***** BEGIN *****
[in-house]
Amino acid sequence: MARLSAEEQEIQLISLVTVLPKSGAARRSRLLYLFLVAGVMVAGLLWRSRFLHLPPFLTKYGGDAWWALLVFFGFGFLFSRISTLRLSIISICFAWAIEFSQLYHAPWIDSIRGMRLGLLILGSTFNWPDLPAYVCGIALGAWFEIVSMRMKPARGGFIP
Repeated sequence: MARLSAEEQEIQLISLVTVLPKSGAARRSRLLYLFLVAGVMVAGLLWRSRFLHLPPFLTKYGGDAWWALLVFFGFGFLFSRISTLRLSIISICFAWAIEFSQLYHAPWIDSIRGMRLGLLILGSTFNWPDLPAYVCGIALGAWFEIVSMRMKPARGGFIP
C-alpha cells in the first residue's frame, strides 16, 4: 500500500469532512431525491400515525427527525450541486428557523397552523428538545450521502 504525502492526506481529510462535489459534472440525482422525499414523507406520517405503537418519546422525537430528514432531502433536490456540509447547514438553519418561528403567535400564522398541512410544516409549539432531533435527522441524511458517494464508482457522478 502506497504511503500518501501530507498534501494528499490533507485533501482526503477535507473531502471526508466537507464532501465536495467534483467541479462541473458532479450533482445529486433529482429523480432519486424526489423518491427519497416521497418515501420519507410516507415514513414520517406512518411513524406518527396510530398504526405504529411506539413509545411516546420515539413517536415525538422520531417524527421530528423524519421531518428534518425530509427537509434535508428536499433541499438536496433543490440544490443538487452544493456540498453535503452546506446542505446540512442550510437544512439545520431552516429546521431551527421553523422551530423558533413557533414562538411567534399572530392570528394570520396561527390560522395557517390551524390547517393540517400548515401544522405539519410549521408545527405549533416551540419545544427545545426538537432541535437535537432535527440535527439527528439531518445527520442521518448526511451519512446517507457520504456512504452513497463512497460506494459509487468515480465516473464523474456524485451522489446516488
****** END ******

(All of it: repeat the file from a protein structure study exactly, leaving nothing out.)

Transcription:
[in-house]
Amino acid sequence: MARLSAEEQEIQLISLVTVLPKSGAARRSRLLYLFLVAGVMVAGLLWRSRFLHLPPFLTKYGGDAWWALLVFFGFGFLFSRISTLRLSIISICFAWAIEFSQLYHAPWIDSIRGMRLGLLILGSTFNWPDLPAYVCGIALGAWFEIVSMRMKPARGGFIP
Repeated sequence: MARLSAEEQEIQLISLVTVLPKSGAARRSRLLYLFLVAGVMVAGLLWRSRFLHLPPFLTKYGGDAWWALLVFFGFGFLFSRISTLRLSIISICFAWAIEFSQLYHAPWIDSIRGMRLGLLILGSTFNWPDLPAYVCGIALGAWFEIVSMRMKPARGGFIP
C-alpha cells in the first residue's frame, strides 16, 4: 500500500469532512431525491400515525427527525450541486428557523397552523428538545450521502 504525502492526506481529510462535489459534472440525482422525499414523507406520517405503537418519546422525537430528514432531502433536490456540509447547514438553519418561528403567535400564522398541512410544516409549539432531533435527522441524511458517494464508482457522478 502506497504511503500518501501530507498534501494528499490533507485533501482526503477535507473531502471526508466537507464532501465536495467534483467541479462541473458532479450533482445529486433529482429523480432519486424526489423518491427519497416521497418515501420519507410516507415514513414520517406512518411513524406518527396510530398504526405504529411506539413509545411516546420515539413517536415525538422520531417524527421530528423524519421531518428534518425530509427537509434535508428536499433541499438536496433543490440544490443538487452544493456540498453535503452546506446542505446540512442550510437544512439545520431552516429546521431551527421553523422551530423558533413557533414562538411567534399572530392570528394570520396561527390560522395557517390551524390547517393540517400548515401544522405539519410549521408545527405549533416551540419545544427545545426538537432541535437535537432535527440535527439527528439531518445527520442521518448526511451519512446517507457520504456512504452513497463512497460506494459509487468515480465516473464523474456524485451522489446516488